A wave of change has been shaking the Arab Middle East led by Tunisia and Egypt, spreading to Libya, Bahrain, Yemen and Syria. We are witnessing what is apparently the emergence of “people power” in the Middle East. Whether it will be institutionalized in the form of democracy is yet to be seen. It may still be too early to come to the conclusion that people power will reign in the Middle East, but the pressure is on.
At this juncture, it is time to question the old Orientalist frame of mind, which prevails in some Western circles that people of Middle East are not ready for democracy. With this state of mind they have exempted the Middle East from the global drive for democratization and supported suppressive regimes. It would be a welcome change that instead of siding with dictators in the Middle East, the West would take up the cause of the people. For decades a policy of supporting despotic regimes in the Middle East was excused to hinder the rise of radical Islamic governments even if this meant oppression, violence, and poverty. The last popular demonstrations in Tunisia and Egypt that led to non-violent revolutions were initially met by Western hesitation, as the main question asked was “who will succeed the dictators? The Islamists?”
This position is all the more ironic because these suppressive and corrupt governments of the Middle East used the “threat of Islamism” as a scapegoat to secure the support of the West, turning the threat into a “strategic asset” for their survival.
As a result, democratization was viewed a risk the West was not willing to take. At best, a gradual liberalization policy was advocated by outside observers and policy makers.
However, the real story on the ground is that this is a grass roots movement of “people power. ” The “Islamist” debate seems outdated. It is not radical Islamists but the population of these countries that will benefit from democratization. It has been fundamentally misconstrued to equate democratization with Islamization in the Middle East. What people want is a representative and accountable government. It is an Orientalist reductionism to assume that Muslims would blindly vote for an Islamist party, disregarding their program and performance. Nevertheless, inclusion of Islamists in the political process is absolutely necessary to establish representative governments in the Middle East. The people of Tunisia, Egypt, Yemen and others in the Middle East are capable of electing their representatives and holding them responsible for what they do and what they do not while in government. In the long run, the West will also benefit from governments that are elected by their own people and represent their needs. Representative governments founded on the solid bed rock of democracy would do much more to foster stability and contentment in the region.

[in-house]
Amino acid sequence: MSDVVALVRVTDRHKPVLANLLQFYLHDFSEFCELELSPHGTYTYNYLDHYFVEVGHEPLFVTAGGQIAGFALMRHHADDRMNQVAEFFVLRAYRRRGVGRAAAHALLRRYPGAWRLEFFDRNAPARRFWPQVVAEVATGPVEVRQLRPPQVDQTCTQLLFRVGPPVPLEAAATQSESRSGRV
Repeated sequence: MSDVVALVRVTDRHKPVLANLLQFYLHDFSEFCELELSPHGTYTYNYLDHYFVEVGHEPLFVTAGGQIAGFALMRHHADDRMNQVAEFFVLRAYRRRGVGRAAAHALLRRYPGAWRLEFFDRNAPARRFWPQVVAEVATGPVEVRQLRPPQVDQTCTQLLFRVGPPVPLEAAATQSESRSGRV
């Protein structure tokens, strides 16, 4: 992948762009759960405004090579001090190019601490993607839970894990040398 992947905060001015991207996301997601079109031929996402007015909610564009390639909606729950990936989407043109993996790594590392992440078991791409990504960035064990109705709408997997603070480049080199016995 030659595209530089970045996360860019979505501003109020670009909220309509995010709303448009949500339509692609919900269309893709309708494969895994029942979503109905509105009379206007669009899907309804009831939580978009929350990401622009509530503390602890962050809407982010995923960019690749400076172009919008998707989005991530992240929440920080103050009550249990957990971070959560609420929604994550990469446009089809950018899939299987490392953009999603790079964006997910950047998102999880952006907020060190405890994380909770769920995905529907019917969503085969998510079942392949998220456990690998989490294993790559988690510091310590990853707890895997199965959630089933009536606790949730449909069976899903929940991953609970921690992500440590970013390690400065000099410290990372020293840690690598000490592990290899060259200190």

Discontent can no longer be contained. There is a moment when the cost of oppression outweighs the cost of tolerating democratic change. The Middle East is at such a crossroads. The international community needs to decide: will they stand for the sustainable stability of democracies or the fragile stability of dictators?
For years the people of the Middle East were squeezed between “two ways.” They were told to put up with repressive regimes, or the alternative was a totalitarian Islamist state. The latest uprisings in Tunisia and Egypt open the door to a “third way” for the Middle East, which is democracy.
In this context the “Turkish experience” shows that people of the Middle East do not have to choose between an authoritarian government and an Islamist regime. There is a third option, which is a representative and accountable government with free and fair elections.
Thus a new debate has been launched on the relevance of the Turkish experience to the changes in the Middle East. The “new Turkey” may indeed present a “third way” for the Middle East with its advancing democracy and flourishing economy with a free market and an open society. The ruling AK Party with its “conservative” social and cultural outlook but “liberal” political and economic program stands out as a novel model. It demonstrates that Islamic identity is not in contradiction to democracy and that there is no inevitable clash between Islamic identity and the West, globalization, and the market economy. The story of the AK Party is the one that demonstrates what a reformed Islamic party can achieve through democracy. It adopted a language of human rights and democracy, mobilized popular support as a form of democratic legitimacy, and built a liberal-democratic coalition with modern/secular sectors at home and abroad. All these have resulted in speedier democratization, higher economic growth, and freer civil society. Thus, Turkey and the AK Party can offer a new way of thinking about Islam, democracy, and the West in the “new” Middle East.
Insight Turkey, in its current issue, discusses with renowned experts on the region the “Turkish model” as well and historic movements of change in the Arab Middle East, among other topics that I hope you will find of interest to you all.